Reducing Surplus Inventory to Free-up Capital

Reducing excess stock, even in a loss, can free-up funds and help a tiny online retailer grow.

Slow selling goods sitting in a warehouse — or, for very tiny retailers, a garage — tie up money and might make it tough to invest in advertising, new product lines, or site enhancements.

Take an example from the world of brick-and-mortar retailing.

During a trip to some locally-owned Ace Hardware situated in a reasonably busy strip mall, a shopper could get a yellowing aisle sign reading,”Electronics.” The aisle’s beige shelving has lots of components and tools hanging neatly on hooks. Among these items are a dozen S-Video analog monitor cables. Most modern computer screens use HDMI or DVI-D connectors. S-Video is becoming outdated. But there are those wires collecting dust and holding captive a number of the retailer’s money that could otherwise be used to increase earnings.

This Ace Hardware store would likely gain from selling the S-Video cables in a deep discount and freeing up the bucks which are otherwise languishing.

Truth is that big and successful retailers do just this type of stock closeout regularly, unlocking funds and using the freed funds to purchase new — ideally — more effective products or to invest differently in the enterprise.

Do Your Own Inventory Spring Cleaning

Online retailers must regularly examine inventory, including sell-through and turnover rates (how many times all of a product’s stock is sold yearly ). Slow seasonal or selling items, with a few possible exceptions, should be shut out and eventually taken out of the store’s catalogue of regular products because these products tie up vital resources and might be replaced with better selling items which generate predictable and regular revenue.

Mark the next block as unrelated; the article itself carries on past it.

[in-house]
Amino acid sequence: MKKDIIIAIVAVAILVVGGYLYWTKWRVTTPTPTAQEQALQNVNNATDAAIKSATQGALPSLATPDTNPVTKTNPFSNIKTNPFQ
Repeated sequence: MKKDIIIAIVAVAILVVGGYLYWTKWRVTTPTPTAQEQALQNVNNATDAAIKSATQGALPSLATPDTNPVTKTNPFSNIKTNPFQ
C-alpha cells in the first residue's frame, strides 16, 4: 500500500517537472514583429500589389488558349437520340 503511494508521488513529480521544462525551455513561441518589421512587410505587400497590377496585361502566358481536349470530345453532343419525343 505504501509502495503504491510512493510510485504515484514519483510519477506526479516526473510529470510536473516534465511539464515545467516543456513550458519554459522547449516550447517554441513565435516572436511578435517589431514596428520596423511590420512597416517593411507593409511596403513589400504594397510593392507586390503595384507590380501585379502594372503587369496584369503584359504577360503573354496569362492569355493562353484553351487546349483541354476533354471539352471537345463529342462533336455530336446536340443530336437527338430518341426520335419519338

To do stock spring cleaning, Search for items that:

  • Sell-through less than once each quarter;
  • Are seasonal;
  • Are perishable;
  • happen to be replaced with a newer version or variant;
  • Or that haven’t sold on the internet in a month or more.

These items might be great closeout targets, even if they have to be sold at a reduction.

Where and How to Sell Closeouts

Once closeout products are identified, consider a tiered approach to disposing of these.

First, discount the product — 10 to 25 percent, based on margin — through normal sales channels such as an ecommerce site. Set this original discount price above cost.

If sales do not improve in a week or two, consider another discount, this time approaching actual item cost.

If sales still do not improve after another week, then think about selling the items on auction websites like eBay or marketplaces such as Amazon at or just above item cost.

Lastly, start offering the items in most stations under the original wholesale cost, remembering that the aim is to free up any funds possible.

Exempting Some Slow Sellers from Closeouts

There are a number of exceptions to shutting out products. Some products, however slow selling, help an internet retailer. Examples of these include:

  • Complementary items which ought to be available to support a related product that sells well;
  • Brand picture items which ought to be inventoried to encourage the retailer’s advertising and brand;
  • Seasonal items which would cost more to replace in the next season and that will save nicely.

Avoiding Closeouts from the Future

While it is both a frequent practice to close out items and a fantastic way to free up funds, it would be better if each product in a merchant’s stock sold well so it was never required to discount any item. Bearing this in mind, there are many common reasons that ecommerce merchants wind up with overstocked items.

  • The merchant over estimates projected earnings.
  • The merchant is concerned about selling out of a product.
  • Too much is arranged to fulfill minimum order requirements.
  • Too much is ordered because bulk purchasing looks like a way to save money.
  • The retailer does not think the provider is reliable and orders too much.
  • There’s absolutely not any planning.

In each of these situations, there are things that the merchant can do to avoid ending up with too much or slow moving items. In actuality, simply knowing about the possible pitfalls could be sufficient to help avoid them.

Bear in mind this old expression in the retail industry:”Unless you are selling wine, your stock won’t improve with age.”